The New Shul

Parshat Ki Tetzei

This week’s parashah, Ki Tetzei, teaches that, if we find a mother bird sitting on her eggs, we may take the eggs but must let the mother bird go free.  Rabbi Avraham of Sokhchov explained the reason as follows:  The mother bird, at that moment, has a special status almost like that of a human being.  In guarding her eggs even at the risk of her life, she reminds us of a human ideal:  placing another’s needs above our own.  Because the mother bird  is emblematic of the human ideal of compassion, we must honor her as we would honor a person.

Philosophers and scientists have offered many suggestions about what defines our humanness:  the ability to reason abstractly, to use language, to make complicated tools.  Rabbi Avraham of Sokhchov answered that question very differently.   What makes us truly human, he taught, is compassion, the ability to care deeply for another.

All week long, we express our humanness by building and achieving, by asserting mastery over nature.  On Shabbat,  we put aside that work in order to remind ourselves that what makes us human, above all else, is our ability to love.  May this Shabbat, and every Shabbat, help us to rediscover what matters most in our lives.

  • Shabbat services at The New Shul are on Friday evenings from 6 to 7 pm, and on Saturday mornings from 9 am to 12 noon.  The kiddush this Shabbat is sponsored by Marni and Ariel Anbar in honor of their 18th wedding anniversary and the 18th wedding anniversary of Virginie and Jeremy Polster.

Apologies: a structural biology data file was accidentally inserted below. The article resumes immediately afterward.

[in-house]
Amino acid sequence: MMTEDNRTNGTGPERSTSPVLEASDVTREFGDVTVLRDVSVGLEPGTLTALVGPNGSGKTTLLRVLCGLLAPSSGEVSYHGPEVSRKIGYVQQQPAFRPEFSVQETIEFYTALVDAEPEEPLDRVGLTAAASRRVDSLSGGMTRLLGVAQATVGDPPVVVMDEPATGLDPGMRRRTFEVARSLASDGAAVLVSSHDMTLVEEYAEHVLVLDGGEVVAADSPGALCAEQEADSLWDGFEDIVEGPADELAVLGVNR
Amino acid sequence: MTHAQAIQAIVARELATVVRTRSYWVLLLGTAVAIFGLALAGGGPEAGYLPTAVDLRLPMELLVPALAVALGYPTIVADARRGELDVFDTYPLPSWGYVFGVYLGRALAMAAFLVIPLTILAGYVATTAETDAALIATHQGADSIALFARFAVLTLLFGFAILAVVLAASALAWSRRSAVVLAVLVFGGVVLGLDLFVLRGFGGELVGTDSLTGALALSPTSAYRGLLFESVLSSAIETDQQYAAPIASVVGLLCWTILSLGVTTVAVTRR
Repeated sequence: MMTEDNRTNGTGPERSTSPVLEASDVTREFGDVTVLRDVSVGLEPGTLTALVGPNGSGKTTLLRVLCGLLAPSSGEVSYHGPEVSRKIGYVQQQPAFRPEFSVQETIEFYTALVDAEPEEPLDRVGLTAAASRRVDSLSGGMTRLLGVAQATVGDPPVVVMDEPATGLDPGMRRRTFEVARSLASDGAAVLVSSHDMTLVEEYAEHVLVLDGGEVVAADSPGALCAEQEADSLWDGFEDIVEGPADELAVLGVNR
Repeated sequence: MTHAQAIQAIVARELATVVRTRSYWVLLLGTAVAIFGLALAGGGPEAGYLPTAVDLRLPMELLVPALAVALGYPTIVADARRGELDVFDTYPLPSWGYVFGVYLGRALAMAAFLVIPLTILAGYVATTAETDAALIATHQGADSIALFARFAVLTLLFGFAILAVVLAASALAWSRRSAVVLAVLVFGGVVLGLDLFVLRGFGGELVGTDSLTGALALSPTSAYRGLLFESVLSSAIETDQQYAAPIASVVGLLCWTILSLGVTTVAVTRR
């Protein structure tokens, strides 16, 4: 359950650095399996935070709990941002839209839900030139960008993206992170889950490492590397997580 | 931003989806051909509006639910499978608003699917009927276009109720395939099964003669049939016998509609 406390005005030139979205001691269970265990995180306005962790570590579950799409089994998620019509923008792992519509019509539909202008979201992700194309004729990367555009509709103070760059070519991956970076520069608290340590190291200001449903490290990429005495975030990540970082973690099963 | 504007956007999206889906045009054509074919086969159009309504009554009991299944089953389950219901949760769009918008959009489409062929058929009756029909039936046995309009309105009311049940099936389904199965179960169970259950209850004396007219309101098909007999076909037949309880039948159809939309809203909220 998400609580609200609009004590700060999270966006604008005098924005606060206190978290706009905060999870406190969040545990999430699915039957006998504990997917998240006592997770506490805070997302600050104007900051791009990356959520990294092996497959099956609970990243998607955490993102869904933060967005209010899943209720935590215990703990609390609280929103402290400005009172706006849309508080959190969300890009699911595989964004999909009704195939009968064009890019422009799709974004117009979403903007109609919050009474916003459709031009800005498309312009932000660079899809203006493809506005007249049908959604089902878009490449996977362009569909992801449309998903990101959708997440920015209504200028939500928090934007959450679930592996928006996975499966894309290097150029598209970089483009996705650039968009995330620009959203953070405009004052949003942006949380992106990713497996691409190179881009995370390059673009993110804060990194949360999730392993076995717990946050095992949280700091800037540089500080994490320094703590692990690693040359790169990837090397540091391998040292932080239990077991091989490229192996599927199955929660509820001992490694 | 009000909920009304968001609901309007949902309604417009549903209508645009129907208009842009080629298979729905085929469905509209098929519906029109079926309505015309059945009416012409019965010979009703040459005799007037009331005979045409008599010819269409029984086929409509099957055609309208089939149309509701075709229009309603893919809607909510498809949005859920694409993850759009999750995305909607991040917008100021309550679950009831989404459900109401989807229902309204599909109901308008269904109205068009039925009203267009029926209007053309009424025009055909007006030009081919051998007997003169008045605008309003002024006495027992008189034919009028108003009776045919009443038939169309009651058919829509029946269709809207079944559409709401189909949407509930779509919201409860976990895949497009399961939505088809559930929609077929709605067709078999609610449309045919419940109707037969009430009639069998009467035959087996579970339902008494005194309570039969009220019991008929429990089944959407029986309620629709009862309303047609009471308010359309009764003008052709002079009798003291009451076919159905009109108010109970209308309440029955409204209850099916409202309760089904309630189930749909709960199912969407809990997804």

• Childcare is available from 10 am to noon on Shabbat mornings. Learning services for children this Shabbat are:  “Munchkin Minyan” for ages 2 to 4 from 11 to 11:30 am, and “Beyond Bim Bom” for grades K to 3 from 10:30 to 11:15 am.
  • Minyanim during the week are on Sunday mornings at 9:30 am, and on Wednesday mornings at 7 am.
  • On Thursday September 15 at 7:30 pm, join us at The New Shul for a pre-Rosh-Hashanah workshop for adults:  “Gather Your Words:  Preparing For The Days of Awe.”
  • S’lihot is on Saturday night Sept. 24.  Join us at 9 pm for a screening and discussion of the film “Metalic Blues” by Danny Verete (2004) as a text on teshuvah, followed by the S’lihot service.
  • Rosh Hashanah is on Thursday and Friday Sept. 29 and 30.  Please click here for information on our High Holiday services.
  • Here is our Niggun of the Week, to help you prepare for Shabbat.  It is called “Niggun Nevo” by Shlomo Katz.